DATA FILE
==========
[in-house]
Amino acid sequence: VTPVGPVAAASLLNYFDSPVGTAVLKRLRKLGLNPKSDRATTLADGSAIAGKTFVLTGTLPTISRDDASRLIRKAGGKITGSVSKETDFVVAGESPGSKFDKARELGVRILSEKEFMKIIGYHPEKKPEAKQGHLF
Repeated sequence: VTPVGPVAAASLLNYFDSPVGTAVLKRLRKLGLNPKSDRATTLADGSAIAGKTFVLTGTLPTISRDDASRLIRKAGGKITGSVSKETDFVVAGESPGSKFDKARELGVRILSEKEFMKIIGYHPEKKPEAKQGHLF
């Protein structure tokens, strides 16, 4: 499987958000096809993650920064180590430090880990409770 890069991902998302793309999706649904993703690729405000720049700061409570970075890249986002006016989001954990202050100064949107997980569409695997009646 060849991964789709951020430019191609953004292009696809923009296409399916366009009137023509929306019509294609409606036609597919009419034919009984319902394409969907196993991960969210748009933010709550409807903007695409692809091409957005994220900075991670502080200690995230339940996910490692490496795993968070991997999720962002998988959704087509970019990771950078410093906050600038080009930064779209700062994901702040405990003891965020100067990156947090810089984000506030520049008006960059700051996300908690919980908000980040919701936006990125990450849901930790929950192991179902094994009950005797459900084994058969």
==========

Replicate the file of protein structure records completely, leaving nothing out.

[in-house]
Amino acid sequence: VTPVGPVAAASLLNYFDSPVGTAVLKRLRKLGLNPKSDRATTLADGSAIAGKTFVLTGTLPTISRDDASRLIRKAGGKITGSVSKETDFVVAGESPGSKFDKARELGVRILSEKEFMKIIGYHPEKKPEAKQGHLF
Repeated sequence: VTPVGPVAAASLLNYFDSPVGTAVLKRLRKLGLNPKSDRATTLADGSAIAGKTFVLTGTLPTISRDDASRLIRKAGGKITGSVSKETDFVVAGESPGSKFDKARELGVRILSEKEFMKIIGYHPEKKPEAKQGHLF
């Protein structure tokens, strides 16, 4: 499987958000096809993650920064180590430090880990409770 890069991902998302793309999706649904993703690729405000720049700061409570970075890249986002006016989001954990202050100064949107997980569409695997009646 060849991964789709951020430019191609953004292009696809923009296409399916366009009137023509929306019509294609409606036609597919009419034919009984319902394409969907196993991960969210748009933010709550409807903007695409692809091409957005994220900075991670502080200690995230339940996910490692490496795993968070991997999720962002998988959704087509970019990771950078410093906050600038080009930064779209700062994901702040405990003891965020100067990156947090810089984000506030520049008006960059700051996300908690919980908000980040919701936006990125990450849901930790929950192991179902094994009950005797459900084994058969």